MS-Access / Getting Started

Using lookup fields in criteria

When you define a criterion for a query, you tell Access what you are looking for - either by entering a value or by using a logical expression. However, if you use a criterion to limit the number of records displayed from a lookup field, you have to figure out exactly what value you want to find - and that may not be the value you see in the table.

How about an example? You want to find orders for the Budget MP3 Player. The Order Details table stores this data. Notice that the ProductID field is a lookup field - it displays values from the Product Name field of the Products table, but stores the values from the Products table primary key field, which is ProductID.

Because the ProductID field in the Order Detail table is a lookup field, the criteria need to refer to the value that is stored in the field, not the value that displays. The value that is stored is the primary key field from the Products table. The value that displays is the product name. If we enter Budget MP3 Player for the ProductID criterion and then try to view the datasheet, we see a Data type Mismatch in Criteria Expression error message. We need to go back to the Products table and find the ProductID number for the Budget MP3 Player. (Remember: A lookup field always stores the primary key field.)

Queries with multivalue lookup fields

Multivalue lookup fields make queries a little more complicated. The question is whether you want to display the complete multivalue field with each value separated by a comma, or put each value on its own line in the query datasheet. If you want to do complicated analysis with multivalue fields, you might want to reconsider your database design, and add tables and fields in order to save the same data without the multivalue field.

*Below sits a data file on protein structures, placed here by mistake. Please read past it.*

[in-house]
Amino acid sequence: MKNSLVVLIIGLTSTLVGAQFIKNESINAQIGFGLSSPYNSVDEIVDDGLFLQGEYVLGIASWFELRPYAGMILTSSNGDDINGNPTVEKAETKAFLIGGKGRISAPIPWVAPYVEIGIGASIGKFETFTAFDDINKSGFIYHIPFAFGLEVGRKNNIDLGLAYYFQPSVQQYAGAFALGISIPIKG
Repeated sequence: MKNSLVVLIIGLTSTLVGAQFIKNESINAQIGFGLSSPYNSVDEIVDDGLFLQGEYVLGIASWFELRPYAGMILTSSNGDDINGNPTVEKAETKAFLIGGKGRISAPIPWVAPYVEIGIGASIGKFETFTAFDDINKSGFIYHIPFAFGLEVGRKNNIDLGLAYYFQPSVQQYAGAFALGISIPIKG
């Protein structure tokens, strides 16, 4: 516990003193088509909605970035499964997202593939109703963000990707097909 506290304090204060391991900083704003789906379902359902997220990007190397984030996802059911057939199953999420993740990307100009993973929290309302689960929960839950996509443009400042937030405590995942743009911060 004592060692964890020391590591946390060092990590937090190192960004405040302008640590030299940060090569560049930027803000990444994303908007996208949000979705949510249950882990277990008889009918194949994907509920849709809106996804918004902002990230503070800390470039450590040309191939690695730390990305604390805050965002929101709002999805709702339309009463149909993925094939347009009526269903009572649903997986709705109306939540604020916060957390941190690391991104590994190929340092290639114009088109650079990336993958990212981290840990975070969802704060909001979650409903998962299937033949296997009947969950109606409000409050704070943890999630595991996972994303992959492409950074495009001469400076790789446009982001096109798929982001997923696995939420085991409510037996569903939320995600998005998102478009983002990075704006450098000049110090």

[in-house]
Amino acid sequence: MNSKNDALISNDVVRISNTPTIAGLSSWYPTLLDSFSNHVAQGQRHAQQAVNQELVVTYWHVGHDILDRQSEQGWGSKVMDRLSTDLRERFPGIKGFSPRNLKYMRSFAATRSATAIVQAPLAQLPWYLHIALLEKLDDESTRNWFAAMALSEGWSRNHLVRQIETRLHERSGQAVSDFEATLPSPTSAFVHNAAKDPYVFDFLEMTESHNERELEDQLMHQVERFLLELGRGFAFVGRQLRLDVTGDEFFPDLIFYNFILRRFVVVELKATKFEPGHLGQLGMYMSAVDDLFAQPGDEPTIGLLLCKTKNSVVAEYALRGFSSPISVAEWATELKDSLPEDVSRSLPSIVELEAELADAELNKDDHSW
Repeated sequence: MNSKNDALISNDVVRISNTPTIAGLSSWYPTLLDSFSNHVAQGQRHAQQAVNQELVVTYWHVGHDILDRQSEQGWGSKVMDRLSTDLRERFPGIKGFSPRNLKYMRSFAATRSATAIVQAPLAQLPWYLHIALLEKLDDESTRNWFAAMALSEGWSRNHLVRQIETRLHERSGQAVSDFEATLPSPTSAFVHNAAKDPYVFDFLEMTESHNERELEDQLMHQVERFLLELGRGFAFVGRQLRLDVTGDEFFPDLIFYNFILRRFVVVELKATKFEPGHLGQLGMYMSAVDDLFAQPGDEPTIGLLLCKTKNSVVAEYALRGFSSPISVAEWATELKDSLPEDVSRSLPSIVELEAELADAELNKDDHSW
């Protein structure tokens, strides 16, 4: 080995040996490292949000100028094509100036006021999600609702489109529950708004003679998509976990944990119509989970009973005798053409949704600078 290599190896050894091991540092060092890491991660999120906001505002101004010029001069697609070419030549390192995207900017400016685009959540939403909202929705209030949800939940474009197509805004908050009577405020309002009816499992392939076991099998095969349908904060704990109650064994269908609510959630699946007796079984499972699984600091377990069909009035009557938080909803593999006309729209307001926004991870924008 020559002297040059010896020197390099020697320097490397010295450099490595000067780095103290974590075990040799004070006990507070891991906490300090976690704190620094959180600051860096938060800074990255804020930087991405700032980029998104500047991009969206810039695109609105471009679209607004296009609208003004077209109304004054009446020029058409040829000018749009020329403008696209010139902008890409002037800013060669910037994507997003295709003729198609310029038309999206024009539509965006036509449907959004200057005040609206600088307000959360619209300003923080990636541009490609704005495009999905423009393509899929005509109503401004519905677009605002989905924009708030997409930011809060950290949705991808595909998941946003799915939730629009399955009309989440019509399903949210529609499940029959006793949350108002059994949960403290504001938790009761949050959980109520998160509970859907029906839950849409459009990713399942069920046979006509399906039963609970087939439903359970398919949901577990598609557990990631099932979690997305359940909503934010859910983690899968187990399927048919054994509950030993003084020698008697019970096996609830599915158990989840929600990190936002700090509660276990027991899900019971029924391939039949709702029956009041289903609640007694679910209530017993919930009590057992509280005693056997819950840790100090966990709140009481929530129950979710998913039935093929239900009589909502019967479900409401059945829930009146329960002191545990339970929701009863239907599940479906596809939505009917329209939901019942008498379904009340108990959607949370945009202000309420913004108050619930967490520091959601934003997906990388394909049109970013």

Although a multivalue lookup field seems cumbersome, it can still give you the results you want if you simply have your query display the multiple values separated by commas. If you want to deconstruct your data some - and ensure each value in a multivalue field has its own line - you'll need to add the Value property to the field name. Here's how: Instead of just multivalue field name in the query grid, enter Multivalue Field name.Value.

In addition to the special instructions about multivalue fields, remember the caveat about lookup fields: The value you see may not be the value that is actually stored. (Fortunately, the preceding section offers tips on using lookup fields in your criteria.)

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